Neil Woodford departure: Investment experts say ‘don’t panic’ but views on whether to switch vary dramatically

15th October 2013

There is no other way to describe the planned departure of Neil Woodford from Invesco Perpetual except as a huge blow to his investors writes John Lappin

Mr Woodford does not depart until April next year when he will set up a new business. That may well attract a lot of new money, but it’s the existing money which is concentrating his investors’ minds for now. It involves a huge amount of assets with £10.5bn in the Income fund and nearly £14bn in the High Income fund. The pressure is already building on the annointed successor Mark Barnett.

Mr Barnett has a very strong track record in his own fund the £284.8m Invesco Perpetual UK Strategic fund, and he has been with the Invesco Perpetual business for 17 years.

But will that assuage investors’ concerns?

Well at first look, it seems that there really is no need to panic. If you are invested in the Income and High Income funds and also the Invesco Perpetual UK Equity Pension then Mr Woodford will remain in charge for the next six months. He is not the type of character to allow his performance to flag. For cricket fans out there, there’s about as much chance of Sachin Tendulkar taking it easy in his last few Test matches.

However, some brokers, of which Fundexpert has arguably been the most vocal, have suggested switching, in Fundexperts view particularly if you have more than 10% of your portfolio in a Woodford fund.

Others have been more circumspect. Mark Dampier at Hargreaves Lansdown, and probably the most high profile investment commentator of the last two decades, says there is no need to panic and that he is keeping his own money with the funds, though the firm won’t be recommending new money.

In another very significant vote of confidence, Jupiter’s head of multi-manager and chief investment officer  John Chatfeild Roberts is maintaining his investment in the Invesco Perpetual Income fund amounting to 13.4 per cent of his £4.7bn Jupiter Merlin Income fund, though in comments to trade website Money Marketing, he also says other investors need to make up their own minds.

Those two views may steady a little of the nervousness at Invesco Perpetual’s headquarters in Henley-on-Thames, if they are concerned that money is about to flood out the door.

Clearly the most important thing about Mr Woodford has been the consistent long term performance. That is what has endeared him to his investors more than anything else and investors would like someone who will replicate this.

But in many ways, he also stands for something more fundamental. He remained a sceptic during the telecoms, media and technology boom in the late 1990s and, despite coming under intense pressure to change his mind, stood firm and won out when the tech bubble burst. He has continued, most years at least, to post consistent performance.  In fact, some occasional blips have only served to underline his ability to stick to his investment guns.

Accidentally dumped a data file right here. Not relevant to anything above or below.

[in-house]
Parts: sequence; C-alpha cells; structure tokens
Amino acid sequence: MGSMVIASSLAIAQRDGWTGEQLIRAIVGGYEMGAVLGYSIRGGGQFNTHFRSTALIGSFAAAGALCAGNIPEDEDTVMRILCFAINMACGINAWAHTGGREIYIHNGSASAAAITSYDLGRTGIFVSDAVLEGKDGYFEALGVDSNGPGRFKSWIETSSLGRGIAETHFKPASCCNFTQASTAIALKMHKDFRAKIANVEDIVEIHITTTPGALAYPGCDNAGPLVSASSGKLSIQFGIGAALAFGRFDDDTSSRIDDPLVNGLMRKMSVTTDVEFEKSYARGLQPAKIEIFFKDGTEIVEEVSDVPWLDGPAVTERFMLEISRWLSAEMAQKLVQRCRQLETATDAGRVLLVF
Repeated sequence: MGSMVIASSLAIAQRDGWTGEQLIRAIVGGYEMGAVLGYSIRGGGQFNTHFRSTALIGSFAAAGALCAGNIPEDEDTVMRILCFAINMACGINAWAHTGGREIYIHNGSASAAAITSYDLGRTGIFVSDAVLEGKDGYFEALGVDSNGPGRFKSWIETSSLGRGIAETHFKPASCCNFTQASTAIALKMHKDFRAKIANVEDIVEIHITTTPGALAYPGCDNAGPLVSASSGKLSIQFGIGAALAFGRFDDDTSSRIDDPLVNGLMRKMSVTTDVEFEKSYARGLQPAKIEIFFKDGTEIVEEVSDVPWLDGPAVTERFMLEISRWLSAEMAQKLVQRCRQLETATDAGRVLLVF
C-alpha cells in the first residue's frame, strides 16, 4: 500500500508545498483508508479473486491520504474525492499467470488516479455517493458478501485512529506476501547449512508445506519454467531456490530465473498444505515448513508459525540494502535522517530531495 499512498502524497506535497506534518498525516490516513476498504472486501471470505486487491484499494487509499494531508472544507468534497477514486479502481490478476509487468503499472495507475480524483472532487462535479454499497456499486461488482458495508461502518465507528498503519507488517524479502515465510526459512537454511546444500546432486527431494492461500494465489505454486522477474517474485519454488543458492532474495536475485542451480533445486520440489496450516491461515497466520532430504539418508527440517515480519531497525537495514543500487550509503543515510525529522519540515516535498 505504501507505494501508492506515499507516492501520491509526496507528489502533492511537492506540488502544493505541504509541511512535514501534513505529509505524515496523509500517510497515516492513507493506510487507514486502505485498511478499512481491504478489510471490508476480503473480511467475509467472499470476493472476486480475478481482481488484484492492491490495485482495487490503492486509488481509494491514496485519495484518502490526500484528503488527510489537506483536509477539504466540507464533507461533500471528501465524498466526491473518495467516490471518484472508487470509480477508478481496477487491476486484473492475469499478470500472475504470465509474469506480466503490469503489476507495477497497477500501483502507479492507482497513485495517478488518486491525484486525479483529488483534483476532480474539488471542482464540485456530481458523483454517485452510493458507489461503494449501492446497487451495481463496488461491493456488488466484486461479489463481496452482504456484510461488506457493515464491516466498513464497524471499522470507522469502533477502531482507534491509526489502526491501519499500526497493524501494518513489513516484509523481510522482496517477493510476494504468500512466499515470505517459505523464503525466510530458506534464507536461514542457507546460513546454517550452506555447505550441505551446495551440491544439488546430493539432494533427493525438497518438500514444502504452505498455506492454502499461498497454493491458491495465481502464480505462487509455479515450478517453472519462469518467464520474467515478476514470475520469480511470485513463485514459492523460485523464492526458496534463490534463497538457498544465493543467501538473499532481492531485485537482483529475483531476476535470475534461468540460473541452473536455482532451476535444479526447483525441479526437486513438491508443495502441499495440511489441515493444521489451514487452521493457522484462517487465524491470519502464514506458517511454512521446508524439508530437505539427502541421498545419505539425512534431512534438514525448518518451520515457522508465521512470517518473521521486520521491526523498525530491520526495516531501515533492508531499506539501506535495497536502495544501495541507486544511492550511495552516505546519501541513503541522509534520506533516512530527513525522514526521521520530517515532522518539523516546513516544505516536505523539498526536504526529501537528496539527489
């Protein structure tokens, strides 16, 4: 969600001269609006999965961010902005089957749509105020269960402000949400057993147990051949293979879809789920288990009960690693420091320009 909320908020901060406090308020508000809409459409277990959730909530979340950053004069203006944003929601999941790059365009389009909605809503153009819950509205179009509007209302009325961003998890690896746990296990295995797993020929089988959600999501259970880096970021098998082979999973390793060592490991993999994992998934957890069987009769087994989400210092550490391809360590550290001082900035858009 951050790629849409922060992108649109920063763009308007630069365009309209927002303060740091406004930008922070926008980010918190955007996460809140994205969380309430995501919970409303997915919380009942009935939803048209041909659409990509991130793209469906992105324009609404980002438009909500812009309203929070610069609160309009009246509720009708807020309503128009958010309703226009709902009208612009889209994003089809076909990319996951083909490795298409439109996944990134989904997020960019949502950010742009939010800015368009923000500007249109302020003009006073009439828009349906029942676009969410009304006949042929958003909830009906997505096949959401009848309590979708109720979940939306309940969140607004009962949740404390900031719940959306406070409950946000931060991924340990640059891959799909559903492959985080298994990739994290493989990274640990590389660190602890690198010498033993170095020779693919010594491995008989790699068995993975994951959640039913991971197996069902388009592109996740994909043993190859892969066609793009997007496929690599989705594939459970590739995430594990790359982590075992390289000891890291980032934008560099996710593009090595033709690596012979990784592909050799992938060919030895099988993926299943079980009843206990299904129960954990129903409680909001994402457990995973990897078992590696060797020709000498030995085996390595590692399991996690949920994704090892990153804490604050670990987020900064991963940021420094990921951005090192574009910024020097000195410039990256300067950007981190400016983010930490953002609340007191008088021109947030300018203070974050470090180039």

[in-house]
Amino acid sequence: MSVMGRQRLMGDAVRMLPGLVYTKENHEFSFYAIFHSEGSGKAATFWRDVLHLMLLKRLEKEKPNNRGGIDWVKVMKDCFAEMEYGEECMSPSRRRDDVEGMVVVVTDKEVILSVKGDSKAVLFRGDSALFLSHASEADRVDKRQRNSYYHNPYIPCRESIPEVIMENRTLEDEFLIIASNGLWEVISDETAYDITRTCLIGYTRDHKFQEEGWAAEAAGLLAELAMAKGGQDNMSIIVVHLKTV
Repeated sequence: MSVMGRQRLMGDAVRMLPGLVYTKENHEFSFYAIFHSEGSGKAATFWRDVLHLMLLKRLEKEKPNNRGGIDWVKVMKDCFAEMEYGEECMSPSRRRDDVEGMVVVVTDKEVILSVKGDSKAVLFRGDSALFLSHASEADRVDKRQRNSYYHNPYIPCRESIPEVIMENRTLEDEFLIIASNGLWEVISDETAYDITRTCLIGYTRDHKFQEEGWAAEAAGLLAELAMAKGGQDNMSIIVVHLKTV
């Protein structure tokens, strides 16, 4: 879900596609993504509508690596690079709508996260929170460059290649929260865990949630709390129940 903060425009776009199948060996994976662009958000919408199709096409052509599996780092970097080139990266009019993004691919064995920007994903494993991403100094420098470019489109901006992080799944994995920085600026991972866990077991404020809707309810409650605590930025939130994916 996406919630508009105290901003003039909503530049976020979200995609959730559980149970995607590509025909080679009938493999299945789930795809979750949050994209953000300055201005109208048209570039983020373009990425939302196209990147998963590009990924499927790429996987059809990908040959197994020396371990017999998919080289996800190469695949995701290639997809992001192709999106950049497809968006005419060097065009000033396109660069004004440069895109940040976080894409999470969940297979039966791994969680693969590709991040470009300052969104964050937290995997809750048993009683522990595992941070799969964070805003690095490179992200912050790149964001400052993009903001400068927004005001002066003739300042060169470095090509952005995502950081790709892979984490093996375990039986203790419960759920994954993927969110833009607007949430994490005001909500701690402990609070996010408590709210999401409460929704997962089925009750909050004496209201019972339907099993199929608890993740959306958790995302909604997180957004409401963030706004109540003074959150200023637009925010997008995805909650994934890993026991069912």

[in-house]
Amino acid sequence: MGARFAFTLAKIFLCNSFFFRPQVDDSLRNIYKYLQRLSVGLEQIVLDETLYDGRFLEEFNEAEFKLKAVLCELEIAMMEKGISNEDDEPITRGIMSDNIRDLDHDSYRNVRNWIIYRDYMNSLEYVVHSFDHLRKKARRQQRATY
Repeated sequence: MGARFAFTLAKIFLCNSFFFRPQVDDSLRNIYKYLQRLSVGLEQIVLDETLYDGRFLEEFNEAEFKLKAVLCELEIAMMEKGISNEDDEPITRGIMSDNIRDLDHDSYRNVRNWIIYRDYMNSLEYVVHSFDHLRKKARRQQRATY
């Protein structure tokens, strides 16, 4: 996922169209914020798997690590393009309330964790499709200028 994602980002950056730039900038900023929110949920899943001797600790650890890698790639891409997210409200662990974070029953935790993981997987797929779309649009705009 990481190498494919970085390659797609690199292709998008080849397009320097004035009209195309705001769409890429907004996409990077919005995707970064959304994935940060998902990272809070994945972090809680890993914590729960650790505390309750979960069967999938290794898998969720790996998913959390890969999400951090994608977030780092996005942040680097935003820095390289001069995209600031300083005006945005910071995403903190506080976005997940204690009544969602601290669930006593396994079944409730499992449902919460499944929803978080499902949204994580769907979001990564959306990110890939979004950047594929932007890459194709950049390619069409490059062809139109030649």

Yet, for a long time, some investment experts and advisers have worried about the size of the funds.

Big funds can be difficult to steer depending on your investment approach. Woodford has also maintained that his style suits such large funds. But people will be asking those questions all over again and this time, of Mr Barnett.

Of course, we shouldn’t feel too sorry for him. He is well paid and well qualified. With the responsibility comes a huge opportunity – the role of a lifetime.

But there will be inevitable comparisons with the succession process surrounding another fund, Fidelity Special Situations run by another star, indeed the man with whom Neil Woodford used to share top billing Anthony Bolton.

That fund was split in two, with one half focused on a global mandate, and one half on the UK.

The global fund lost one manager relatively rapidly having failed to position well for the banking crisis. The manager of the UK part, Sanjeev Shah has announced that he is stepping down in the New Year as the Telegraph recently reported, but performance has been very respectable.

Invesco Perpetual are not proposing anything as radical as splitting any funds. Trade site Fundweb points out that the performance of his UK strategic fund is better in the last five years than Woodford’s Income fund, though of course they do vary significantly in size.

It does feel as if you have time to consider what to do. And if and when Neil Woodford does launch retail funds in a new business, they’ll certainly be worth a look.

 

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